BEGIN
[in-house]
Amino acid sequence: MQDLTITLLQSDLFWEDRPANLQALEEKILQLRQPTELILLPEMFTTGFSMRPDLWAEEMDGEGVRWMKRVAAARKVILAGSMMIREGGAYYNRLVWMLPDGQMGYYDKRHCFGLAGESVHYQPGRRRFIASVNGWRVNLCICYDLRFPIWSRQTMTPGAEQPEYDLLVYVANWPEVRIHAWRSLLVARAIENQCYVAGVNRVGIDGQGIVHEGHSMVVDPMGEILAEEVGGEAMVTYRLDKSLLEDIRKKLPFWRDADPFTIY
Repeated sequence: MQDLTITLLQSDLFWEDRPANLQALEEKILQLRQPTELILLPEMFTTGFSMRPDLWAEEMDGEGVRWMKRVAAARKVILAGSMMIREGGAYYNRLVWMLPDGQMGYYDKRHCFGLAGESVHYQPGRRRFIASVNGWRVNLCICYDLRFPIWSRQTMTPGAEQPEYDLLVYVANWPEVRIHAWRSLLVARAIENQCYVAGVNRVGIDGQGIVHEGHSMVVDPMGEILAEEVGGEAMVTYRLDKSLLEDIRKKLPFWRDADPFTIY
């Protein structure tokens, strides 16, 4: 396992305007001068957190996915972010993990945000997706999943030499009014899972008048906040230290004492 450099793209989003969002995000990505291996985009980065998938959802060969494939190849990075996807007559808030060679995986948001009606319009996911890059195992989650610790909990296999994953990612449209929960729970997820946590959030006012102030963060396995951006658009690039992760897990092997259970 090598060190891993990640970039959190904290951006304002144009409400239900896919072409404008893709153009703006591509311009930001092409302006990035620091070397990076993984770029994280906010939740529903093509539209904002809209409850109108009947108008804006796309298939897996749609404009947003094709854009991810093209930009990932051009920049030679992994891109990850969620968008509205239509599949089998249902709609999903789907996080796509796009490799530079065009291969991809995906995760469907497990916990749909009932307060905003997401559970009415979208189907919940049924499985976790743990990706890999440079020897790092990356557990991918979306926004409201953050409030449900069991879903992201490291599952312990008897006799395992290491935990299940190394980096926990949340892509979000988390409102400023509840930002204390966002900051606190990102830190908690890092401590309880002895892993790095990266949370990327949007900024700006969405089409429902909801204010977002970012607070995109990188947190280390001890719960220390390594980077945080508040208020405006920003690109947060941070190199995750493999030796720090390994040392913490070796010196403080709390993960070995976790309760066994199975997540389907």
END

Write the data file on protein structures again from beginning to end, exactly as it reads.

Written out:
[in-house]
Amino acid sequence: MQDLTITLLQSDLFWEDRPANLQALEEKILQLRQPTELILLPEMFTTGFSMRPDLWAEEMDGEGVRWMKRVAAARKVILAGSMMIREGGAYYNRLVWMLPDGQMGYYDKRHCFGLAGESVHYQPGRRRFIASVNGWRVNLCICYDLRFPIWSRQTMTPGAEQPEYDLLVYVANWPEVRIHAWRSLLVARAIENQCYVAGVNRVGIDGQGIVHEGHSMVVDPMGEILAEEVGGEAMVTYRLDKSLLEDIRKKLPFWRDADPFTIY
Repeated sequence: MQDLTITLLQSDLFWEDRPANLQALEEKILQLRQPTELILLPEMFTTGFSMRPDLWAEEMDGEGVRWMKRVAAARKVILAGSMMIREGGAYYNRLVWMLPDGQMGYYDKRHCFGLAGESVHYQPGRRRFIASVNGWRVNLCICYDLRFPIWSRQTMTPGAEQPEYDLLVYVANWPEVRIHAWRSLLVARAIENQCYVAGVNRVGIDGQGIVHEGHSMVVDPMGEILAEEVGGEAMVTYRLDKSLLEDIRKKLPFWRDADPFTIY
């Protein structure tokens, strides 16, 4: 396992305007001068957190996915972010993990945000997706999943030499009014899972008048906040230290004492 450099793209989003969002995000990505291996985009980065998938959802060969494939190849990075996807007559808030060679995986948001009606319009996911890059195992989650610790909990296999994953990612449209929960729970997820946590959030006012102030963060396995951006658009690039992760897990092997259970 090598060190891993990640970039959190904290951006304002144009409400239900896919072409404008893709153009703006591509311009930001092409302006990035620091070397990076993984770029994280906010939740529903093509539209904002809209409850109108009947108008804006796309298939897996749609404009947003094709854009991810093209930009990932051009920049030679992994891109990850969620968008509205239509599949089998249902709609999903789907996080796509796009490799530079065009291969991809995906995760469907497990916990749909009932307060905003997401559970009415979208189907919940049924499985976790743990990706890999440079020897790092990356557990991918979306926004409201953050409030449900069991879903992201490291599952312990008897006799395992290491935990299940190394980096926990949340892509979000988390409102400023509840930002204390966002900051606190990102830190908690890092401590309880002895892993790095990266949370990327949007900024700006969405089409429902909801204010977002970012607070995109990188947190280390001890719960220390390594980077945080508040208020405006920003690109947060941070190199995750493999030796720090390994040392913490070796010196403080709390993960070995976790309760066994199975997540389907």